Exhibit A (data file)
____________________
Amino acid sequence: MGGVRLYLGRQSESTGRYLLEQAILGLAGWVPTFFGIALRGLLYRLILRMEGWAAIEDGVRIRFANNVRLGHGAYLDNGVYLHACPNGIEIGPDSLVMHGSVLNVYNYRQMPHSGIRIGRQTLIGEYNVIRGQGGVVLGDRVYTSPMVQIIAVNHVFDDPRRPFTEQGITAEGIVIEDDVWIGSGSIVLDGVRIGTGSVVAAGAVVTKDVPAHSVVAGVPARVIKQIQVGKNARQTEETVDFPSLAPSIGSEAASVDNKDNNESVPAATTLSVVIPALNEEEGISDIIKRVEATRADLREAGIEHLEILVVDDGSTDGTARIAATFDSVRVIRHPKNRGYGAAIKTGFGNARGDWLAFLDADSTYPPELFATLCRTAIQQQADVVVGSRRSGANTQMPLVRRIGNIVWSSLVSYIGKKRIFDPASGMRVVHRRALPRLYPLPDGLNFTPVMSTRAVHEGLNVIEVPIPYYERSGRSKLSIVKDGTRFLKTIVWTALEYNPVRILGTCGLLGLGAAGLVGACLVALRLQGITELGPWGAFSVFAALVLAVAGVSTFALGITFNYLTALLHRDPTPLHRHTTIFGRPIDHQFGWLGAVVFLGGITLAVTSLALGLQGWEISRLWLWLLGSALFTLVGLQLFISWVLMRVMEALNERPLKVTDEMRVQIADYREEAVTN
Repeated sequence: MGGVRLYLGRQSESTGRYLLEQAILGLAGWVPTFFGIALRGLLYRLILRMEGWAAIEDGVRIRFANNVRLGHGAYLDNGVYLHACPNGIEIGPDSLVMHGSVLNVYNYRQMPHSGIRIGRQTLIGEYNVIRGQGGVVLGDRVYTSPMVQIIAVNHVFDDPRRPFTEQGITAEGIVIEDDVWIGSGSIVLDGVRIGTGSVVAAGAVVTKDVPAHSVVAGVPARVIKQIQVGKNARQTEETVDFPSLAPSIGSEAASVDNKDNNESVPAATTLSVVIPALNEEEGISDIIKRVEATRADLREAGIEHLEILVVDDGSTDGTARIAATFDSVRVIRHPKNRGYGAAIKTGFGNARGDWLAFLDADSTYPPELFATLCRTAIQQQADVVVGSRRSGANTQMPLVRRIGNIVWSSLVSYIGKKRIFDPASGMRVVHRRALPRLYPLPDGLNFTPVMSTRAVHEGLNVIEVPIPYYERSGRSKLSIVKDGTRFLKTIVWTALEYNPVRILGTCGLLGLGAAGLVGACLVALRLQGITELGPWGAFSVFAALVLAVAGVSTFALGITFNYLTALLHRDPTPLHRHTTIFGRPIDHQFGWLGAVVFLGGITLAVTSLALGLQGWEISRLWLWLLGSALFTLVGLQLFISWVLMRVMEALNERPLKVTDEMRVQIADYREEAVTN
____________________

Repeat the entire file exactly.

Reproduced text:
Amino acid sequence: MGGVRLYLGRQSESTGRYLLEQAILGLAGWVPTFFGIALRGLLYRLILRMEGWAAIEDGVRIRFANNVRLGHGAYLDNGVYLHACPNGIEIGPDSLVMHGSVLNVYNYRQMPHSGIRIGRQTLIGEYNVIRGQGGVVLGDRVYTSPMVQIIAVNHVFDDPRRPFTEQGITAEGIVIEDDVWIGSGSIVLDGVRIGTGSVVAAGAVVTKDVPAHSVVAGVPARVIKQIQVGKNARQTEETVDFPSLAPSIGSEAASVDNKDNNESVPAATTLSVVIPALNEEEGISDIIKRVEATRADLREAGIEHLEILVVDDGSTDGTARIAATFDSVRVIRHPKNRGYGAAIKTGFGNARGDWLAFLDADSTYPPELFATLCRTAIQQQADVVVGSRRSGANTQMPLVRRIGNIVWSSLVSYIGKKRIFDPASGMRVVHRRALPRLYPLPDGLNFTPVMSTRAVHEGLNVIEVPIPYYERSGRSKLSIVKDGTRFLKTIVWTALEYNPVRILGTCGLLGLGAAGLVGACLVALRLQGITELGPWGAFSVFAALVLAVAGVSTFALGITFNYLTALLHRDPTPLHRHTTIFGRPIDHQFGWLGAVVFLGGITLAVTSLALGLQGWEISRLWLWLLGSALFTLVGLQLFISWVLMRVMEALNERPLKVTDEMRVQIADYREEAVTN
Repeated sequence: MGGVRLYLGRQSESTGRYLLEQAILGLAGWVPTFFGIALRGLLYRLILRMEGWAAIEDGVRIRFANNVRLGHGAYLDNGVYLHACPNGIEIGPDSLVMHGSVLNVYNYRQMPHSGIRIGRQTLIGEYNVIRGQGGVVLGDRVYTSPMVQIIAVNHVFDDPRRPFTEQGITAEGIVIEDDVWIGSGSIVLDGVRIGTGSVVAAGAVVTKDVPAHSVVAGVPARVIKQIQVGKNARQTEETVDFPSLAPSIGSEAASVDNKDNNESVPAATTLSVVIPALNEEEGISDIIKRVEATRADLREAGIEHLEILVVDDGSTDGTARIAATFDSVRVIRHPKNRGYGAAIKTGFGNARGDWLAFLDADSTYPPELFATLCRTAIQQQADVVVGSRRSGANTQMPLVRRIGNIVWSSLVSYIGKKRIFDPASGMRVVHRRALPRLYPLPDGLNFTPVMSTRAVHEGLNVIEVPIPYYERSGRSKLSIVKDGTRFLKTIVWTALEYNPVRILGTCGLLGLGAAGLVGACLVALRLQGITELGPWGAFSVFAALVLAVAGVSTFALGITFNYLTALLHRDPTPLHRHTTIFGRPIDHQFGWLGAVVFLGGITLAVTSLALGLQGWEISRLWLWLLGSALFTLVGLQLFISWVLMRVMEALNERPLKVTDEMRVQIADYREEAVTN